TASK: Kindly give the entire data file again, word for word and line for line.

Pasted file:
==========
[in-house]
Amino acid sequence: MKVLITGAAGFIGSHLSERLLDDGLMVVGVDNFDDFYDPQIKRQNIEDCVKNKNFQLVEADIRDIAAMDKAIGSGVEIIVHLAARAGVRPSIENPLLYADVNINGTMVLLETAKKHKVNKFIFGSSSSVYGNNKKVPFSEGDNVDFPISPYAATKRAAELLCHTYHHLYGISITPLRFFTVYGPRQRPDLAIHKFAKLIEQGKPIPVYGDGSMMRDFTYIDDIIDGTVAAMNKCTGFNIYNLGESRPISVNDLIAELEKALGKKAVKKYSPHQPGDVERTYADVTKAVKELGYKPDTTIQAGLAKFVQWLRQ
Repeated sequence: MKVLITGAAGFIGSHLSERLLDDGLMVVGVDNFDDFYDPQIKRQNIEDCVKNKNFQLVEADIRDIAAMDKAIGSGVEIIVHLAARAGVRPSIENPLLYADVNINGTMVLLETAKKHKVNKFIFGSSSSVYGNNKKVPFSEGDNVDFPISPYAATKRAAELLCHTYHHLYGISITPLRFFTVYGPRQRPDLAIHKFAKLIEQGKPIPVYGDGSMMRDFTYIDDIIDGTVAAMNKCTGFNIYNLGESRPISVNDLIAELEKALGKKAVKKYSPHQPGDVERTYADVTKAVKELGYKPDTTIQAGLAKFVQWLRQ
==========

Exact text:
[in-house]
Amino acid sequence: MKVLITGAAGFIGSHLSERLLDDGLMVVGVDNFDDFYDPQIKRQNIEDCVKNKNFQLVEADIRDIAAMDKAIGSGVEIIVHLAARAGVRPSIENPLLYADVNINGTMVLLETAKKHKVNKFIFGSSSSVYGNNKKVPFSEGDNVDFPISPYAATKRAAELLCHTYHHLYGISITPLRFFTVYGPRQRPDLAIHKFAKLIEQGKPIPVYGDGSMMRDFTYIDDIIDGTVAAMNKCTGFNIYNLGESRPISVNDLIAELEKALGKKAVKKYSPHQPGDVERTYADVTKAVKELGYKPDTTIQAGLAKFVQWLRQ
Repeated sequence: MKVLITGAAGFIGSHLSERLLDDGLMVVGVDNFDDFYDPQIKRQNIEDCVKNKNFQLVEADIRDIAAMDKAIGSGVEIIVHLAARAGVRPSIENPLLYADVNINGTMVLLETAKKHKVNKFIFGSSSSVYGNNKKVPFSEGDNVDFPISPYAATKRAAELLCHTYHHLYGISITPLRFFTVYGPRQRPDLAIHKFAKLIEQGKPIPVYGDGSMMRDFTYIDDIIDGTVAAMNKCTGFNIYNLGESRPISVNDLIAELEKALGKKAVKKYSPHQPGDVERTYADVTKAVKELGYKPDTTIQAGLAKFVQWLRQ